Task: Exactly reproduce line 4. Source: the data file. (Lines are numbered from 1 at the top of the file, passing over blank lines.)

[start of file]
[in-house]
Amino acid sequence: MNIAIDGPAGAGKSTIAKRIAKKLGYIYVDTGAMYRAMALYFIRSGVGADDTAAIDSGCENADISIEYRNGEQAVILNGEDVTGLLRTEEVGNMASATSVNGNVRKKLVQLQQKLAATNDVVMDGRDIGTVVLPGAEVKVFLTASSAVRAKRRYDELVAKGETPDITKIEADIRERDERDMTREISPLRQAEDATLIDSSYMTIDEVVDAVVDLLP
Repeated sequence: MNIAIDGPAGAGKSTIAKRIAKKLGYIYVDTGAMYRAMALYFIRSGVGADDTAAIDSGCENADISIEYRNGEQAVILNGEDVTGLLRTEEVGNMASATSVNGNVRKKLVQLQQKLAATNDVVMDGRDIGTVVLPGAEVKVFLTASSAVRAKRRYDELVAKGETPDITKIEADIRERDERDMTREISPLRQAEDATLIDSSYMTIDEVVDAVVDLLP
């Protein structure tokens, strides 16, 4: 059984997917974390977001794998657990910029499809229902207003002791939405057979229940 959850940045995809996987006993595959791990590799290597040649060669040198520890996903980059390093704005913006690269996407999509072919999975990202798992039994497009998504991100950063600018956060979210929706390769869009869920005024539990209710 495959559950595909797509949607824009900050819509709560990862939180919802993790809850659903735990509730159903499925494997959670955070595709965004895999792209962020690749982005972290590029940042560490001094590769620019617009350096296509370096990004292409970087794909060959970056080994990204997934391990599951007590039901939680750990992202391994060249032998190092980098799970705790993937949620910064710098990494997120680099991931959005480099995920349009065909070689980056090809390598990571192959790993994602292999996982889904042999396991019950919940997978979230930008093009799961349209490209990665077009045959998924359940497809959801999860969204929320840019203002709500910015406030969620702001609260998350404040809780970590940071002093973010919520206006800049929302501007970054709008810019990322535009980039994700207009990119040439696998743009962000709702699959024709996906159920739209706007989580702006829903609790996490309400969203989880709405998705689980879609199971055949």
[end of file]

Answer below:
């Protein structure tokens, strides 16, 4: 059984997917974390977001794998657990910029499809229902207003002791939405057979229940 959850940045995809996987006993595959791990590799290597040649060669040198520890996903980059390093704005913006690269996407999509072919999975990202798992039994497009998504991100950063600018956060979210929706390769869009869920005024539990209710 495959559950595909797509949607824009900050819509709560990862939180919802993790809850659903735990509730159903499925494997959670955070595709965004895999792209962020690749982005972290590029940042560490001094590769620019617009350096296509370096990004292409970087794909060959970056080994990204997934391990599951007590039901939680750990992202391994060249032998190092980098799970705790993937949620910064710098990494997120680099991931959005480099995920349009065909070689980056090809390598990571192959790993994602292999996982889904042999396991019950919940997978979230930008093009799961349209490209990665077009045959998924359940497809959801999860969204929320840019203002709500910015406030969620702001609260998350404040809780970590940071002093973010919520206006800049929302501007970054709008810019990322535009980039994700207009990119040439696998743009962000709702699959024709996906159920739209706007989580702006829903609790996490309400969203989880709405998705689980879609199971055949």